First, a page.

Sunday, December 20, 2009
In 1991 around 75% of the population wrote Christian on their census forms, while a mere 20% chose no religion. In 1996 these numbers went to 68% and 28% respectively, 2001 went to 60% and 32%. The latest census was in 2006 and showed around 55% Christian and 38% non-religious. This trend towards irreligion extends further than New Zealand and into virtually every single country on the earth. Our next census should come in 2011 and I'll be excited to tick the No Religion box, and then more excited still to see the census data when it is published.
December 25 was the day the Romans celebrated the rebirth of Sol Invictus, the Sun God, and also the day which the winter solstice was celebrated.
Christmas trees are an exceptional example of pagan tradition, so exceptional that they even get a mention in the old testament.
2 This is what the LORD says:
"Do not learn the ways of the nations
or be terrified by signs in the sky,
though the nations are terrified by them.
3 For the customs of the peoples are worthless;
they cut a tree out of the forest,
and a craftsman shapes it with his chisel.
4 They adorn it with silver and gold;
they fasten it with hammer and nails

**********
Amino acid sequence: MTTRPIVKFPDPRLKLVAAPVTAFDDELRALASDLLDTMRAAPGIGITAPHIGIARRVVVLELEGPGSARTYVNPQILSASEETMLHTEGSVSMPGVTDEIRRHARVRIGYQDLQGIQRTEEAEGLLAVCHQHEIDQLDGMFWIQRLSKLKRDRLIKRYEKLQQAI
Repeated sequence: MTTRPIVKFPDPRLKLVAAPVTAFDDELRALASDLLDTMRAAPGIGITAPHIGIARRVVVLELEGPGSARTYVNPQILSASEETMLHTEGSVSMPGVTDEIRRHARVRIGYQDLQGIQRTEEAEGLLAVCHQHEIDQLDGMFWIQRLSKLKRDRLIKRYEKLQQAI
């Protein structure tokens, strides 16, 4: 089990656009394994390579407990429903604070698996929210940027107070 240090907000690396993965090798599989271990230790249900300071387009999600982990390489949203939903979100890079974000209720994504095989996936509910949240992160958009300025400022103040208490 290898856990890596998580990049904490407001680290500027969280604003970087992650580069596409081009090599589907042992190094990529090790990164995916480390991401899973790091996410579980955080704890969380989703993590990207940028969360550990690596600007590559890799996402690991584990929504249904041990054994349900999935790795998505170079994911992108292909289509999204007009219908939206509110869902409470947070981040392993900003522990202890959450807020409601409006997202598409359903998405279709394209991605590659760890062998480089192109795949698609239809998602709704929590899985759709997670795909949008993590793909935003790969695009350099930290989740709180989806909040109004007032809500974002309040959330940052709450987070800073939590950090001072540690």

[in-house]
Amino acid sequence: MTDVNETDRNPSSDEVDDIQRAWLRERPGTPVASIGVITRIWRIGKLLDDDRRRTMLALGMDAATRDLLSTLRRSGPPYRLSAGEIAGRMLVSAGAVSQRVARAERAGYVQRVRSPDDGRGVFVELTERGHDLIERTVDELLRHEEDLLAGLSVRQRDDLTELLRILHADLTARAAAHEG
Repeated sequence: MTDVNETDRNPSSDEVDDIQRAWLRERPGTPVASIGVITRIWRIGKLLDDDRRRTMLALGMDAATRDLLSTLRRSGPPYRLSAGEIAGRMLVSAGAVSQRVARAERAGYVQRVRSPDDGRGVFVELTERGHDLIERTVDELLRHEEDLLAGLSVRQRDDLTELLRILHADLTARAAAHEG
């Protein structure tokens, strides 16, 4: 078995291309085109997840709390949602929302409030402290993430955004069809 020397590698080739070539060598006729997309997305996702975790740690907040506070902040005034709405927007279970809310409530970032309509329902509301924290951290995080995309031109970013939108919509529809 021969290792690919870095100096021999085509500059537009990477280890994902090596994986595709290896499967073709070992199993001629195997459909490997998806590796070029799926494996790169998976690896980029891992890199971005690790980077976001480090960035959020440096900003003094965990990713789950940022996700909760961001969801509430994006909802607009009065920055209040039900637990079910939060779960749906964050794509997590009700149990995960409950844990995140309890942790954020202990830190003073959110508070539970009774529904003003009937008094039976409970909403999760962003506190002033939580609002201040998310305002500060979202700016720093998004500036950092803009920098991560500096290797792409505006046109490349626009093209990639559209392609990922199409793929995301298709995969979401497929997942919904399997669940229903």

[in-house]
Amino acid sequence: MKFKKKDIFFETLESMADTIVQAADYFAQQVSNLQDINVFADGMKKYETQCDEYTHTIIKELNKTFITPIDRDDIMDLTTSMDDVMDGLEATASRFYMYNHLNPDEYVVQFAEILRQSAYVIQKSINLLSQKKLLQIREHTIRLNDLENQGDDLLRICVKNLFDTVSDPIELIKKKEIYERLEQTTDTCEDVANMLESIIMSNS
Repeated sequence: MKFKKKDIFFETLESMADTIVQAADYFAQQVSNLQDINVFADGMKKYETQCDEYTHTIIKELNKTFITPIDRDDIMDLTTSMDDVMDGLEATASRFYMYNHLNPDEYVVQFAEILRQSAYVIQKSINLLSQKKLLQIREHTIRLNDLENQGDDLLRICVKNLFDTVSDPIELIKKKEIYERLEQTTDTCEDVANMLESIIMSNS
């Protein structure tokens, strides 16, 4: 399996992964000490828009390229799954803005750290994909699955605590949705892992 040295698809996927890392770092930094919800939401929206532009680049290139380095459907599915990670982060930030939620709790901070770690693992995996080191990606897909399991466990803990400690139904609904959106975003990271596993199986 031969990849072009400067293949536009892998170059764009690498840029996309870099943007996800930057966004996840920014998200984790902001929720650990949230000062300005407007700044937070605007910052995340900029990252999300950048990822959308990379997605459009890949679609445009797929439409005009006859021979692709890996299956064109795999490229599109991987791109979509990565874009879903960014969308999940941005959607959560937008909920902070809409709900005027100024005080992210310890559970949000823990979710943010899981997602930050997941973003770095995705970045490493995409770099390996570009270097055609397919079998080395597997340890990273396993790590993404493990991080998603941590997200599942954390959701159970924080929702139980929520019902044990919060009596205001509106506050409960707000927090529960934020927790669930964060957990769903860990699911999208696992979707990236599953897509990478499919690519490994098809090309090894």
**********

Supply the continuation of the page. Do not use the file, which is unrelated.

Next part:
so it will not totter.
5 Like a scarecrow in a melon patch,
their idols cannot speak;
they must be carried
because they cannot walk.
Do not fear them;
they can do no harm
nor can they do any good."
The concept of Santa comes from Scandinavian paganism, Odin the god of thunder travels the skies during the winter solstice deciding who would die and who would live. The other part comes from some traditional stories of St. Nicholas where the person who would go down the chimneys was not St. Nick himself, but rather a demon he had enslaved. It is no coincidence that Santa is an anagram of Satan. This merging of Pagan imagery and tradition and christian folklore is where we get our modern day perception of what the devil looks like. Odin would often wear a helmet with horns and wield a trident.
The Yule log, was burned during the winter solstice, which was sometimes referred to by the germanic people as Yule. The yule log was a phallic shaped log burned (along with people sometimes) in worship of the scandinavian god of fertility, Yule. I don't know anyone who actually burns a yule log at christmas but the tradition is kept alive with our "Yuletide" songs and so on. This ritual was part of a 12 day process where people, yule logs and other junk were burned, and finished on december 25th. Does this ring any bells? The 12 days of christmas perhaps?